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Integers, without large prime factors, in arithmetic progressions, II
"... : We show that, for any fixed " ? 0, there are asymptotically the same number of integers up to x, that are composed only of primes y, in each arithmetic progression (mod q), provided that y q 1+" and log x=log q ! 1 as y ! 1: this improves on previous estimates. y An Alfred P. Sloan Research Fe ..."
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: We show that, for any fixed " ? 0, there are asymptotically the same number of integers up to x, that are composed only of primes y, in each arithmetic progression (mod q), provided that y q 1+" and log x=log q ! 1 as y ! 1: this improves on previous estimates. y An Alfred P. Sloan Research Fellow. Supported, in part, by the National Science Foundation Integers, without large prime factors, in arithmetic progressions, II Andrew Granville 1. Introduction. The study of the distribution of integers with only small prime factors arises naturally in many areas of number theory; for example, in the study of large gaps between prime numbers, of values of character sums, of Fermat's Last Theorem, of the multiplicative group of integers modulo m, of Sunit equations, of Waring's problem, and of primality testing and factoring algorithms. For over sixty years this subject has received quite a lot of attention from analytic number theorists and we have recently begun to attain a very pre...
On elementary proofs of the Prime Number Theorem for arithmetic progressions, without characters.
, 1993
"... : We consider what one can prove about the distribution of prime numbers in arithmetic progressions, using only Selberg's formula. In particular, for any given positive integer q, we prove that either the Prime Number Theorem for arithmetic progressions, modulo q, does hold, or that there exists a s ..."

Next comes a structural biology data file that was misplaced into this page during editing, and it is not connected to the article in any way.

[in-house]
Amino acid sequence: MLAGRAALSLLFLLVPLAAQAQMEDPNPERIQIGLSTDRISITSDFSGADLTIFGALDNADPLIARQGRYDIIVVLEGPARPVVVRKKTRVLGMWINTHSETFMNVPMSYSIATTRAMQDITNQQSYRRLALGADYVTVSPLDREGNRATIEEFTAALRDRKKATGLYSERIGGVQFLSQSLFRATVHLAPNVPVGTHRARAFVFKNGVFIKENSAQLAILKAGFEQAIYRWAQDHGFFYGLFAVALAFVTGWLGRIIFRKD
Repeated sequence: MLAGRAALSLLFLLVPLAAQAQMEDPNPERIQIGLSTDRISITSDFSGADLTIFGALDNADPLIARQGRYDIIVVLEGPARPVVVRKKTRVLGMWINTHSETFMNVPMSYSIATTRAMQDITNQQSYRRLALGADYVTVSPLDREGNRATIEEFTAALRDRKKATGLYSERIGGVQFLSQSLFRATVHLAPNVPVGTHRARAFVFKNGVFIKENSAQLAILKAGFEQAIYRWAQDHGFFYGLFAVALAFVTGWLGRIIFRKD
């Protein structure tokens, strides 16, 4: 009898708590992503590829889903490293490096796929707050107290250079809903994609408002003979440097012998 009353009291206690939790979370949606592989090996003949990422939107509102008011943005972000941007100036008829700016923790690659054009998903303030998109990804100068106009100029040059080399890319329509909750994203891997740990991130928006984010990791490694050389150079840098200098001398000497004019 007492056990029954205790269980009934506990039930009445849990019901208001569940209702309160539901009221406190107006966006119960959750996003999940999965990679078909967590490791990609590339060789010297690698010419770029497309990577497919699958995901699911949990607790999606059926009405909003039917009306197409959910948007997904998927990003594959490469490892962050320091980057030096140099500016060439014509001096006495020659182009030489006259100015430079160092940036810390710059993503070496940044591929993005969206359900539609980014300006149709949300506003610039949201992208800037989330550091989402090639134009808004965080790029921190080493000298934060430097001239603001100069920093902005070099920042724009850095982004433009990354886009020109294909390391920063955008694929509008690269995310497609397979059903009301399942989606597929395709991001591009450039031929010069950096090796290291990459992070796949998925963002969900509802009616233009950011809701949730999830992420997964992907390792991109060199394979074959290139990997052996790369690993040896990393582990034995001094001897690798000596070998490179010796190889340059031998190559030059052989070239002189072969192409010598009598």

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: We consider what one can prove about the distribution of prime numbers in arithmetic progressions, using only Selberg's formula. In particular, for any given positive integer q, we prove that either the Prime Number Theorem for arithmetic progressions, modulo q, does hold, or that there exists a subgroup H of the reduced residue system, modulo q, which contains the squares, such that `(x; q; a) ΒΈ 2x=OE(q) for each a 62 H and `(x; q; a) = o(x=OE(q)), otherwise. From here, we deduce that if the second case holds at all, then it holds only for the multiples of some fixed integer q 0 ? 1. Actually, even if the Prime Number Theorem for arithmetic progressions, modulo q, does hold, these methods allow us to deduce the behaviour of a possible `Siegel zero' from Selberg's formula. We also propose a new method for determining explicit upper and lower bounds on `(x; q; a), which uses only elementary number theoretic computations. 1. Introduction. Define `(x) = P px log p, where p only denot...